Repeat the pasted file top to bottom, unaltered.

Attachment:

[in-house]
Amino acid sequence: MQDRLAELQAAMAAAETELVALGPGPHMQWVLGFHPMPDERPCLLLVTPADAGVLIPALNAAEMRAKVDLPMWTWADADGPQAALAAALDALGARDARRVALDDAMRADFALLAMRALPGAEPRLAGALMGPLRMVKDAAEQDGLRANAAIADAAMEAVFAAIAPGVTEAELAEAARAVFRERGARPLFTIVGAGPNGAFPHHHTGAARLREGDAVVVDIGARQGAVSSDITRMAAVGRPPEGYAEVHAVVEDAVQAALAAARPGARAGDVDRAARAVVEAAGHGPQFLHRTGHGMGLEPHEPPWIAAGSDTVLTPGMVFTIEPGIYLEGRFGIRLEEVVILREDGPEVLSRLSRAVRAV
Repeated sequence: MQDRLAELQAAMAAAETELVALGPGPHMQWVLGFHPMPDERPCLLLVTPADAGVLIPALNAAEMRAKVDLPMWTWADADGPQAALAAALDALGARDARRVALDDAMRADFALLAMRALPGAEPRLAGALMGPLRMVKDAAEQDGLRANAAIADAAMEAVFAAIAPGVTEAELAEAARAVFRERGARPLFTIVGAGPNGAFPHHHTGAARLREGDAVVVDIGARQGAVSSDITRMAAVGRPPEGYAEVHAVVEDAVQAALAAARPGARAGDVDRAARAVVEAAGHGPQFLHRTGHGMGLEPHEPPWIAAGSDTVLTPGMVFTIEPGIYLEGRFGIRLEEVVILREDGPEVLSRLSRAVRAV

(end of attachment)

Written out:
[in-house]
Amino acid sequence: MQDRLAELQAAMAAAETELVALGPGPHMQWVLGFHPMPDERPCLLLVTPADAGVLIPALNAAEMRAKVDLPMWTWADADGPQAALAAALDALGARDARRVALDDAMRADFALLAMRALPGAEPRLAGALMGPLRMVKDAAEQDGLRANAAIADAAMEAVFAAIAPGVTEAELAEAARAVFRERGARPLFTIVGAGPNGAFPHHHTGAARLREGDAVVVDIGARQGAVSSDITRMAAVGRPPEGYAEVHAVVEDAVQAALAAARPGARAGDVDRAARAVVEAAGHGPQFLHRTGHGMGLEPHEPPWIAAGSDTVLTPGMVFTIEPGIYLEGRFGIRLEEVVILREDGPEVLSRLSRAVRAV
Repeated sequence: MQDRLAELQAAMAAAETELVALGPGPHMQWVLGFHPMPDERPCLLLVTPADAGVLIPALNAAEMRAKVDLPMWTWADADGPQAALAAALDALGARDARRVALDDAMRADFALLAMRALPGAEPRLAGALMGPLRMVKDAAEQDGLRANAAIADAAMEAVFAAIAPGVTEAELAEAARAVFRERGARPLFTIVGAGPNGAFPHHHTGAARLREGDAVVVDIGARQGAVSSDITRMAAVGRPPEGYAEVHAVVEDAVQAALAAARPGARAGDVDRAARAVVEAAGHGPQFLHRTGHGMGLEPHEPPWIAAGSDTVLTPGMVFTIEPGIYLEGRFGIRLEEVVILREDGPEVLSRLSRAVRAV